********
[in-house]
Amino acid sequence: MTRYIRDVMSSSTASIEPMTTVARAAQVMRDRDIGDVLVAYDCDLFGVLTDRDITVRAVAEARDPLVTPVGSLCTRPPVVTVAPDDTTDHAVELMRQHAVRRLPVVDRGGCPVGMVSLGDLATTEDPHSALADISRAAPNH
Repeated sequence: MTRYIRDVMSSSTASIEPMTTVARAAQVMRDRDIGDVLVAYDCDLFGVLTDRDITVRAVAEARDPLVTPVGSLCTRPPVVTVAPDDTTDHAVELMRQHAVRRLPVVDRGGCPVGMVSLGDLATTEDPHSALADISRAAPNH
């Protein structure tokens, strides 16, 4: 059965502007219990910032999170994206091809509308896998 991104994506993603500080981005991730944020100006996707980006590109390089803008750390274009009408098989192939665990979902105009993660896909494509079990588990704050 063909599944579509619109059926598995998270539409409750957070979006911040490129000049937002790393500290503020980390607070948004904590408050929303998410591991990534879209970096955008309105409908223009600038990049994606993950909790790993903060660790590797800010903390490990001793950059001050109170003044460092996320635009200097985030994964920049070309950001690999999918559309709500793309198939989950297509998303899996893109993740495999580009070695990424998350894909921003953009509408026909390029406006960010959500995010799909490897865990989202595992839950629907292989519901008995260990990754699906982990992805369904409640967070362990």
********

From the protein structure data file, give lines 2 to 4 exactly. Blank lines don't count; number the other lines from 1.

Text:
Amino acid sequence: MTRYIRDVMSSSTASIEPMTTVARAAQVMRDRDIGDVLVAYDCDLFGVLTDRDITVRAVAEARDPLVTPVGSLCTRPPVVTVAPDDTTDHAVELMRQHAVRRLPVVDRGGCPVGMVSLGDLATTEDPHSALADISRAAPNH
Repeated sequence: MTRYIRDVMSSSTASIEPMTTVARAAQVMRDRDIGDVLVAYDCDLFGVLTDRDITVRAVAEARDPLVTPVGSLCTRPPVVTVAPDDTTDHAVELMRQHAVRRLPVVDRGGCPVGMVSLGDLATTEDPHSALADISRAAPNH
């Protein structure tokens, strides 16, 4: 059965502007219990910032999170994206091809509308896998 991104994506993603500080981005991730944020100006996707980006590109390089803008750390274009009408098989192939665990979902105009993660896909494509079990588990704050 063909599944579509619109059926598995998270539409409750957070979006911040490129000049937002790393500290503020980390607070948004904590408050929303998410591991990534879209970096955008309105409908223009600038990049994606993950909790790993903060660790590797800010903390490990001793950059001050109170003044460092996320635009200097985030994964920049070309950001690999999918559309709500793309198939989950297509998303899996893109993740495999580009070695990424998350894909921003953009509408026909390029406006960010959500995010799909490897865990989202595992839950629907292989519901008995260990990754699906982990992805369904409640967070362990």